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Links to articles/data on C vs C++

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Can anyone provide me with some links to articles/raw data/info on C vs C++. ie speed, code, benefits, etc. I already read the info in the "What Language" artticle in the articles section of this site. Posting this here as it seems to be in the "Game Design" area - if not, my aplogies - and feel free to direct me to where you think it should have been posted :-) Thanks, Edited by - a_question on January 11, 2002 6:45:31 PM

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No offence, but does it really make a difference anymore? If I had to chose I''d pick Win32ASM.

If you want to make fast optimized code, then learn your language REALLY well, that''s where the speed difference happens.

Sorry if this didn''t answer your Q, I just find it a bit silly.

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> No offence, but does it really make a difference anymore

No offence, but if you were a team leader with experience developing several C based projects, and a proposal was made to you saying "Lets switch to C++ for our next project", and when you asked why you got the response "Does it really make a difference", how much stock would you put in that proposal?

> If I had to chose I''d pick Win32ASM

Id hazard a guess that this would be rather difficult to implement on playstation/gamecube/etc platforms.

Anyway, I''m just looking for a comparison/benefits/insight anyone has on using functional vs object oriented design methodologies as they pertain to game development.






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Sure - I see it as a game design question, but not within the context of what this fourm is used for. Ill take your advice and move it to the game programming fourm; it makes more sense there.
And sorry if my last post came off as a partial flame - it wasent meant ot be, but re-reading it im sure it could be conscrued that way :-) I just dont think its a silly question, thats all :-)

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Guest Anonymous Poster
The only "silly/dumb" questions are those that have already been answered.

"If you do not ask, you shall not receive."

-Rick

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quote:
Original post by a_question
Can anyone provide me with some links to articles/raw data/info on C vs C++. ie speed, code, benefits, etc.



I know you''ve already been directed to another forum, but I''ll jump in and give you an excellent reference on why there is no reason NOT to use C++ in your projects:

Efficient C++ - Performance Programming Techniques. Dov Bulka & David Mayhew, Addison Wesley, ISBN 0-201-37950-3.

That''s an unbiased, straightforward explanation of many of the performance caveats of C++ and Object Oriented Programming in C++, along with excellent explanations of how to avoid them to make your code equally fast as something written in pure C, but more readable.



People might not remember what you said, or what you did, but they will always remember how you made them feel.

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Somehow I just can''t imagine programming in C... argh, no structure, no beauty. ;-)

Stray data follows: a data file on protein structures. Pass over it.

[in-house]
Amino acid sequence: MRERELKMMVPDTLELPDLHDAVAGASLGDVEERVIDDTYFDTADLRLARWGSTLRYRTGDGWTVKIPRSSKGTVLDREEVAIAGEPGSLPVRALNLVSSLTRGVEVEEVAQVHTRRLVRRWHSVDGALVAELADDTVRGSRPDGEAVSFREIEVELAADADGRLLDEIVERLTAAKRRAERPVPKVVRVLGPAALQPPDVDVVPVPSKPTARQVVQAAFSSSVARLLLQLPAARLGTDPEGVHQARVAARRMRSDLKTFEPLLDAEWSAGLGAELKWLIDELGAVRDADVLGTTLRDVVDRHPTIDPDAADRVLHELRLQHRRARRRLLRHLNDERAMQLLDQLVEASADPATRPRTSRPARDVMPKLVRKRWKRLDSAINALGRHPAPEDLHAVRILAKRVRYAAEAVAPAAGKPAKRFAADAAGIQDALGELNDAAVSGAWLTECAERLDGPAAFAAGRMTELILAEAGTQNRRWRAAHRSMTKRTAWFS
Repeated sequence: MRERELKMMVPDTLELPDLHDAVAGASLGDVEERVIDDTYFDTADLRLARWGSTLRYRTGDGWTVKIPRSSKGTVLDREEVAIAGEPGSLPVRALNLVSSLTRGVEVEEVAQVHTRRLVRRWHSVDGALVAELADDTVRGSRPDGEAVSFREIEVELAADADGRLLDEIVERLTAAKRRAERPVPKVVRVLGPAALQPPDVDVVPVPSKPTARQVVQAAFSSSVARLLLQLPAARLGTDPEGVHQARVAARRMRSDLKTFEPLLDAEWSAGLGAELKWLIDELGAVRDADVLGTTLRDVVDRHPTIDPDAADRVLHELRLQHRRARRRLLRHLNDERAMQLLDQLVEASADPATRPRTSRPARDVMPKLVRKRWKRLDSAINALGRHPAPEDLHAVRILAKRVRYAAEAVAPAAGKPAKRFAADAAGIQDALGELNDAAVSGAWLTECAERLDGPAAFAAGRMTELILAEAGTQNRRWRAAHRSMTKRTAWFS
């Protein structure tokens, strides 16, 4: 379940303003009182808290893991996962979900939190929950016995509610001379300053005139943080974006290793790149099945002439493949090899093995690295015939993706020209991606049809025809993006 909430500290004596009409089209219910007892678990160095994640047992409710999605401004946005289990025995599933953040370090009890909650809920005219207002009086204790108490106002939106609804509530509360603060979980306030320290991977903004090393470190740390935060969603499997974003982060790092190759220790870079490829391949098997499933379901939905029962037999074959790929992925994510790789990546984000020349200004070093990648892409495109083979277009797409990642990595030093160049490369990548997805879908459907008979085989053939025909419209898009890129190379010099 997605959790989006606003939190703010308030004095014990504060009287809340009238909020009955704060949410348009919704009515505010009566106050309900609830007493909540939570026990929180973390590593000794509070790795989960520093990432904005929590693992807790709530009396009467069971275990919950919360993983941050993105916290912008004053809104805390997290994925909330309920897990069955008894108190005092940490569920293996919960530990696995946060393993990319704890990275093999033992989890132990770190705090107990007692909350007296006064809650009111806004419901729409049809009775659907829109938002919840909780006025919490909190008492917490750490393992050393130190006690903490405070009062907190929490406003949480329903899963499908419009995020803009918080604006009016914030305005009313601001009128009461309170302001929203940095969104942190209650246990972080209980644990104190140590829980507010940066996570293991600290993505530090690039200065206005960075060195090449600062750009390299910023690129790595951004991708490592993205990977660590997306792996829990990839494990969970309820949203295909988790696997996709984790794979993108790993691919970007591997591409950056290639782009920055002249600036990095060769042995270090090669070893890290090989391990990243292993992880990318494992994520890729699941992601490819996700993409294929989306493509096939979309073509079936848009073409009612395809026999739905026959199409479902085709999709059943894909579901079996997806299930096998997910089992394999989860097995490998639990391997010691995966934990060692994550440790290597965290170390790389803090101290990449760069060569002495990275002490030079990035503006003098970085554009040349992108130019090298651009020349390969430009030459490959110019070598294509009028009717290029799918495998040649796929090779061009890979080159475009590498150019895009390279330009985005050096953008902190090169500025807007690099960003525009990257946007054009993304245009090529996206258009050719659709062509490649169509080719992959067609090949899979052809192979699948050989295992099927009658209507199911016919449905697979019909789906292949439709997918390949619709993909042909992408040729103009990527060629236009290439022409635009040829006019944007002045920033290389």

If doing a game project C++ ist must. Any programmer who has not yet learned C++ has not done his job proberly.

------------------------------
www.BadEntertainment.net

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I agree that performance isn''t an issue with C++, if you know what you''re doing at least. And, if you reach the point where the performance gained by the language counts, you prolly know what you''re doing.

But I like C more than C++ because it''s cleaner, more honest and plain powerfull without losing simplicity.

I like the C header files way more than the ugly C++ header files. If in a C++ header you add tons of private stuff noone needs to know about, in C you just add a function or three.

I like C because there aren''t so many namespaces. Not confusing at all. Everything global and that''s it. An advantage is that making minor architecture changes is trivial. Try splitting a C++ class that you derive another class from that you derive another class from in two separate structures.

I like the C naming conventions. In C you always know at all times what functions and variables come from what module. Browsing through code is a lot easier. I don''t have to keep track of the class a function belongs too. I also find having different functions names for different param types helpful. All the info I need I can get from reading the code.

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Anyone who has a true grasp on object oriented programing will never want to go back. But then again anyone who has a tryed and proven methodology in C may never want to spring for C++. The truth is that C++ is far superior to C in terms of intuitiveness. And if your a beginning programer thats exactly what you want. Unfortunatly C++ was built on C and thus suffers from a bad "identity crisis" in which there are way too many ways to do anything (which is probably a good thing). Personally I could not deal with programming in C now that I have experianced C++. Also you can program C style in C++ so their is no excuse for using C.